Currently used creatinine-based parameters for monitoring kidney function are not reliable for early detection of kidney injury (KI), particularly tubular damage. Several KI biomarkers allow for early detection of glomerular and tubular damage and may help to prevent drug-related chronic kidney diseases in pediatrics. This literature review describes the state of current research and investigates reference values for these KI biomarkers in neonates, infants, and children to better understand age-related changes. A total of 12 of 237 screened studies fulfilled predefined criteria, including 219 preterm neonates, 70 neonates, 596 infants, and 1726 children. KI biomarkers were analyzed in urine (6 studies), in serum/plasma (5 studies) and in serum and urine (1 study). Four studies (n = 555) measured urinary kidney injury molecule-1, whereas urinary neutrophil gelatinase-associated lipocalin was assessed in 5 studies (n = 888), and 2 studies (n = 203) investigated serum cystatin C. This review of KI biomarkers in different pediatric age groups indicates that (1) the majority of KI biomarkers are measured in urine; (2) the 3 most commonly analyzed KI biomarkers are urinary neutrophil gelatinase-associated lipocalin, urinary kidney injury molecule-1, and serum cystatin C; (3) values of KI biomarkers appear to decrease from prematurity to infancy; and (4) there is an unmet need to further enhance knowledge on age-dependent changes of KI biomarkers in pediatrics. Studies are needed to better characterize reference values for these key KI biomarkers in healthy pediatric populations and to evaluate the value of these markers in the early detection of drug-related KI in neonates, infants, and children.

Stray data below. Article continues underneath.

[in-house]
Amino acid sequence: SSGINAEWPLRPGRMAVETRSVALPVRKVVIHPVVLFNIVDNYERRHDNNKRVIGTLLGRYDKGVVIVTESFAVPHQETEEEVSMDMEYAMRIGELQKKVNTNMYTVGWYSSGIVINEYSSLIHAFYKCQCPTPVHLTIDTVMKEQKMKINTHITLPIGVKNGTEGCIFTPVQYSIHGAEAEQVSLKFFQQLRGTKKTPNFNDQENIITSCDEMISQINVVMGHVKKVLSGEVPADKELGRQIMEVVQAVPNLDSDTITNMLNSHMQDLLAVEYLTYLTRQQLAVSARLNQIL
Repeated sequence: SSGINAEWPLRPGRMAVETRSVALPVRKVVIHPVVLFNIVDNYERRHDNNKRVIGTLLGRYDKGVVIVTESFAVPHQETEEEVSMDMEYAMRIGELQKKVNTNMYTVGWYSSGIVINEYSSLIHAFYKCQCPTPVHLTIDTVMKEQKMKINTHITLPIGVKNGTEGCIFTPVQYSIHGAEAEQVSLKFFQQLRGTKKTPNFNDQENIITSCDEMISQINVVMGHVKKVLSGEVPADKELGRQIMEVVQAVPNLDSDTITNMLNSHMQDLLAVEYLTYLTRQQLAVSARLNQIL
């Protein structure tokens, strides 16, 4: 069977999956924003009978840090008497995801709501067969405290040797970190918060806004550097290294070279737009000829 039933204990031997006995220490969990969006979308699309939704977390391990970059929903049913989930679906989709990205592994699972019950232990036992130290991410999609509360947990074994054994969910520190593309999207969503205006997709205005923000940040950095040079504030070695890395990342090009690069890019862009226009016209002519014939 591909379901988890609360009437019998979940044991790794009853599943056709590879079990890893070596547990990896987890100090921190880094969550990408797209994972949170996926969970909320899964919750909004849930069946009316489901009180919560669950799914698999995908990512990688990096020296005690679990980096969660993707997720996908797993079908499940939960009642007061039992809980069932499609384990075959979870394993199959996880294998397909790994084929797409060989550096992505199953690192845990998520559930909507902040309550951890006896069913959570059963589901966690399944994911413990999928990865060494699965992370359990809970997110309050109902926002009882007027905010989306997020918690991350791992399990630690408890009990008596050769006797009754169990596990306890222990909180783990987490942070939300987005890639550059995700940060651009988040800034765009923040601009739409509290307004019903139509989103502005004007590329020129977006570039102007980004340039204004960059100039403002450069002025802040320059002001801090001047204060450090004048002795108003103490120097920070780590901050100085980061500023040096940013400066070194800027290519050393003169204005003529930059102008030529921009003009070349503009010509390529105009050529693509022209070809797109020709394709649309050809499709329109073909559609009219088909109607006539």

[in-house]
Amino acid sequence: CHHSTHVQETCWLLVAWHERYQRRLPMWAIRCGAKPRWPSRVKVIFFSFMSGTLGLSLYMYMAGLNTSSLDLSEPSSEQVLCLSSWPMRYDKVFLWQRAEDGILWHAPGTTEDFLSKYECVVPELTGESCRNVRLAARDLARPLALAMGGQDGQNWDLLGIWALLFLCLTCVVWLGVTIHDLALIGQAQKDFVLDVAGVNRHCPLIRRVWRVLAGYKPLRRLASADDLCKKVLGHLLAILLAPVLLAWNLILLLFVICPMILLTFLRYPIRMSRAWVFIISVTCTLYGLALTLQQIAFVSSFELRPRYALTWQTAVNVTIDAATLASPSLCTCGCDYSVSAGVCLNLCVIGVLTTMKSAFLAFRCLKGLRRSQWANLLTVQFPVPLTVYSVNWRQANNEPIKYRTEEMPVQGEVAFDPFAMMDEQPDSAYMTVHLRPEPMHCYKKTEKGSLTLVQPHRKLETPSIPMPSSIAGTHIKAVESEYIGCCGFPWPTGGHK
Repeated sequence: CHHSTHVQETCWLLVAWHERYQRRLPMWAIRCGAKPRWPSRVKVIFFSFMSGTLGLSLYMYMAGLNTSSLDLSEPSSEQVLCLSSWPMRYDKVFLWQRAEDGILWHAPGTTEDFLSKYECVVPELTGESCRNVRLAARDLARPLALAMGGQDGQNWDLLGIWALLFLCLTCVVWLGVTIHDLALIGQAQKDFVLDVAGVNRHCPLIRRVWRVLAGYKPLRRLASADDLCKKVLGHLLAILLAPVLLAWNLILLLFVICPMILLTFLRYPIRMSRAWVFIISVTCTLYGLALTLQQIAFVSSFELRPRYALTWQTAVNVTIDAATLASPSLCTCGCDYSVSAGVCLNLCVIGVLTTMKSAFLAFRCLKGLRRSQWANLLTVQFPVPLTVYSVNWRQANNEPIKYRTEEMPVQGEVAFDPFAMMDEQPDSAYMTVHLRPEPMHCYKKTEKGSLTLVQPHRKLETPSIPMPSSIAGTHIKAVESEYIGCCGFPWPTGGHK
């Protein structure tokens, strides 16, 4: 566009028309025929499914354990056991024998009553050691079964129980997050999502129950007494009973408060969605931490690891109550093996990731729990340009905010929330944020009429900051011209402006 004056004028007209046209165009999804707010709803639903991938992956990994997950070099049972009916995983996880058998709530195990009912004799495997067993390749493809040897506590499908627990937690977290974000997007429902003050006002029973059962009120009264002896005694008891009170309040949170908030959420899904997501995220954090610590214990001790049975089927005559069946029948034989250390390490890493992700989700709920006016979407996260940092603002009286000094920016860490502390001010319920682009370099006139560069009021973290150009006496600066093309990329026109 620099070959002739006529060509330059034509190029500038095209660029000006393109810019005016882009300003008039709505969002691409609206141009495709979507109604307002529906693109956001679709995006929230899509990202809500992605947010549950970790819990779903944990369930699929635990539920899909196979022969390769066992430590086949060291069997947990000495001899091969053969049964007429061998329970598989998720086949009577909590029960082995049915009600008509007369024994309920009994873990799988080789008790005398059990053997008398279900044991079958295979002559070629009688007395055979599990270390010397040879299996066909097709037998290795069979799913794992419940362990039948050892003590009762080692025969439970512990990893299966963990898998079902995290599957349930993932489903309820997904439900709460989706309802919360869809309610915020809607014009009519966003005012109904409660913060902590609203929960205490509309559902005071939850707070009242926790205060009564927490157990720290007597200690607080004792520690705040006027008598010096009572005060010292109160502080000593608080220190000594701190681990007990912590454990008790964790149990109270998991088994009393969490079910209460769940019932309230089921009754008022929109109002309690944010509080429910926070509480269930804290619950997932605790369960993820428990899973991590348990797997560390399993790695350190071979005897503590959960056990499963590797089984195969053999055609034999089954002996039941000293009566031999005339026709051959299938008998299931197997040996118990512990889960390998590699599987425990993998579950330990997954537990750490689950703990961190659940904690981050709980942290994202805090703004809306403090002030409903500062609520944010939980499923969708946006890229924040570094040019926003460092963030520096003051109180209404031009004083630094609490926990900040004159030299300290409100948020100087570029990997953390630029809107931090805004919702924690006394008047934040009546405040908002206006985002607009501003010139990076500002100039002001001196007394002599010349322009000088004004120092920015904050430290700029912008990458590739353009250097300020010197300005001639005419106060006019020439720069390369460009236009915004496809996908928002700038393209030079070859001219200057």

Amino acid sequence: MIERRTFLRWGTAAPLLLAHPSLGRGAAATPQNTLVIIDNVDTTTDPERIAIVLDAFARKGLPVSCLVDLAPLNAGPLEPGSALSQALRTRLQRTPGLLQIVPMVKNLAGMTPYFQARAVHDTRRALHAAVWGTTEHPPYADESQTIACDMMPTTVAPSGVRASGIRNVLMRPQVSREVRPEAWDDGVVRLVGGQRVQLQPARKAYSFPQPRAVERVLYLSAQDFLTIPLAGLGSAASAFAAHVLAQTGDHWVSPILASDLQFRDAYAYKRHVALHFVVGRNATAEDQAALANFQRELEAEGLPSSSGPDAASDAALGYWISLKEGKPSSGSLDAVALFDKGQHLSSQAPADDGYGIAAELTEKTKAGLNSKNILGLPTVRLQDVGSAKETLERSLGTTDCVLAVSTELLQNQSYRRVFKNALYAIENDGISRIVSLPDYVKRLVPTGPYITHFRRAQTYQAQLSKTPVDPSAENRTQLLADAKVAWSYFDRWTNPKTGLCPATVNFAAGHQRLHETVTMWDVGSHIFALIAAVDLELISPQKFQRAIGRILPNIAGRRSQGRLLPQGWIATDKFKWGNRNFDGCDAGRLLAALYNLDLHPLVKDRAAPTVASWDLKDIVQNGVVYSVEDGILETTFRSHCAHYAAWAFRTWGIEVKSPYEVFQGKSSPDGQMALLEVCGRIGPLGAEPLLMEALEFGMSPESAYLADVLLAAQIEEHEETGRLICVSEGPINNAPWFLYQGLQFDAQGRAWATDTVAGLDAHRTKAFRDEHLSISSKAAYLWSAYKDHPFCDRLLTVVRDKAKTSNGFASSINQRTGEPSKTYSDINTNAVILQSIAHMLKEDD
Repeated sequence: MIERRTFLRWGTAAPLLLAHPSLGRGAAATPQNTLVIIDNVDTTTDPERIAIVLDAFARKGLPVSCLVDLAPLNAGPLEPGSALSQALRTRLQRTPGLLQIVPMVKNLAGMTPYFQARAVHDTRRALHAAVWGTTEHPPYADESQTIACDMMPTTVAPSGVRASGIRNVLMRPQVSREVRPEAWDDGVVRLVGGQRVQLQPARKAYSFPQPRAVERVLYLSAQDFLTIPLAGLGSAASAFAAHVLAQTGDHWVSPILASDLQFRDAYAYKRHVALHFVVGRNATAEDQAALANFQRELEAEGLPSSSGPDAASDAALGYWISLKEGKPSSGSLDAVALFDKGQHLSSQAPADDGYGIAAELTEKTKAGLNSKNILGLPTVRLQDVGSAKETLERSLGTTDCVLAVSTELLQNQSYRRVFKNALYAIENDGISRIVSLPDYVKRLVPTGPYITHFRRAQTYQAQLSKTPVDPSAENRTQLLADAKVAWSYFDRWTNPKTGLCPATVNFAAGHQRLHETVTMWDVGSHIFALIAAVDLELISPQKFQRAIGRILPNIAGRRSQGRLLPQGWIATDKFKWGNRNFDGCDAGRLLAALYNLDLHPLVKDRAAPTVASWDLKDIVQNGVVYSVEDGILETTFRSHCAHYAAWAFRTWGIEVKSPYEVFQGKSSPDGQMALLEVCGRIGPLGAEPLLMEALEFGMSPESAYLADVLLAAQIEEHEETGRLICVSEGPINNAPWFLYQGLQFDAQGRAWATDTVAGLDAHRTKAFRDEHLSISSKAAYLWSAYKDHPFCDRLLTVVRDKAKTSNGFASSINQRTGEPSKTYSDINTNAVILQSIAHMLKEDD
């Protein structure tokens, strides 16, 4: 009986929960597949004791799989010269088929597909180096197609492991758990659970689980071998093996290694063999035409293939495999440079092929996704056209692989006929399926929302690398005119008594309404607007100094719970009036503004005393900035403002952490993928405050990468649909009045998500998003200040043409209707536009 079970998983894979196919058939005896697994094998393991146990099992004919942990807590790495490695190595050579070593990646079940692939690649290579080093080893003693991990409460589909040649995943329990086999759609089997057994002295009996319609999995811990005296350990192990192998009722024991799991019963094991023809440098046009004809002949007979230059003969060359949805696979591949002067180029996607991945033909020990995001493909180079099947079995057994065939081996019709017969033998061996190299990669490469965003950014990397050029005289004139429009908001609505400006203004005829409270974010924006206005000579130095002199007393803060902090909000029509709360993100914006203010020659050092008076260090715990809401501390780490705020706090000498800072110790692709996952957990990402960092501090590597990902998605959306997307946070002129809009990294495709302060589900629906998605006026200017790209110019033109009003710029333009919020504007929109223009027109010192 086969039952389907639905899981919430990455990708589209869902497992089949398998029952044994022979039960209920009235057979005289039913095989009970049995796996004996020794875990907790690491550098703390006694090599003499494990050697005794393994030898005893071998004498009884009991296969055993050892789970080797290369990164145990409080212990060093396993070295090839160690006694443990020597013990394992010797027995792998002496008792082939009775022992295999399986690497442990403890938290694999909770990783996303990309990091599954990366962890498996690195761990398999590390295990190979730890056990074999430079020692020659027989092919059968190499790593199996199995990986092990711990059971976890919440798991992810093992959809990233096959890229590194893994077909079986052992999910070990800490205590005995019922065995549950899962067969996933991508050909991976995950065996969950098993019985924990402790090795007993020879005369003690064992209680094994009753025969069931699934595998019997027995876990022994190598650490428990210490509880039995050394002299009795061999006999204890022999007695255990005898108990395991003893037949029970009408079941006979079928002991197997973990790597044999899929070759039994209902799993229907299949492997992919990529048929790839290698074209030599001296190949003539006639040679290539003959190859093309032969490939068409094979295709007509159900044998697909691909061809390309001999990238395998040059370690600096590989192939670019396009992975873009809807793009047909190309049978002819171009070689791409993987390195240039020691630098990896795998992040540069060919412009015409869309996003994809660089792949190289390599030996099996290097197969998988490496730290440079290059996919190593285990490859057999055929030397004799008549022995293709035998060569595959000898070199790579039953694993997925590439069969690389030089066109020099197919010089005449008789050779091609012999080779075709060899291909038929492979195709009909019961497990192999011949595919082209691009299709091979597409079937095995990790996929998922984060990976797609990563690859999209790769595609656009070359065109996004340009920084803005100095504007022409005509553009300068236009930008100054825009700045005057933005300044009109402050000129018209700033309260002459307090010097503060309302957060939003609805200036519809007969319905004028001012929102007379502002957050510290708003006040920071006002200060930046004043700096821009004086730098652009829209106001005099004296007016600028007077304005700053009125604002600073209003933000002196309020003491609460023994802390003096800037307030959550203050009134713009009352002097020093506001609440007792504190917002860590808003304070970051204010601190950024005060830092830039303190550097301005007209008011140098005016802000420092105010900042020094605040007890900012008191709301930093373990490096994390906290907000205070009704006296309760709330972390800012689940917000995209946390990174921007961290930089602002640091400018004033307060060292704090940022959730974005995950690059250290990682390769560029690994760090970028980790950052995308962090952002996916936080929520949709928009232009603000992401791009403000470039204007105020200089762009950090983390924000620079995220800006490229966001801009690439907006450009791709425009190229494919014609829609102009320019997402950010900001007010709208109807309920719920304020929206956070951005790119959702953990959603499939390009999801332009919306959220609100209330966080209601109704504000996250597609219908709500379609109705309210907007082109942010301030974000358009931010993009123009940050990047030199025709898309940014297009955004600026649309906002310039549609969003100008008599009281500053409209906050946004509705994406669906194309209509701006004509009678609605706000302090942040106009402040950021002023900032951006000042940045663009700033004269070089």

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Journal of Clinical Pharmacology
Department of Medical Microbiology and Infectious Diseases

Van Donge, T., Wetzel, T., Atkinson, M., Anker, J., & Pfister, M. (2019). Age-Dependent Changes of Kidney Injury Biomarkers in Pediatrics. Journal of Clinical Pharmacology, 59, S21–S32. doi:10.1002/jcph.1487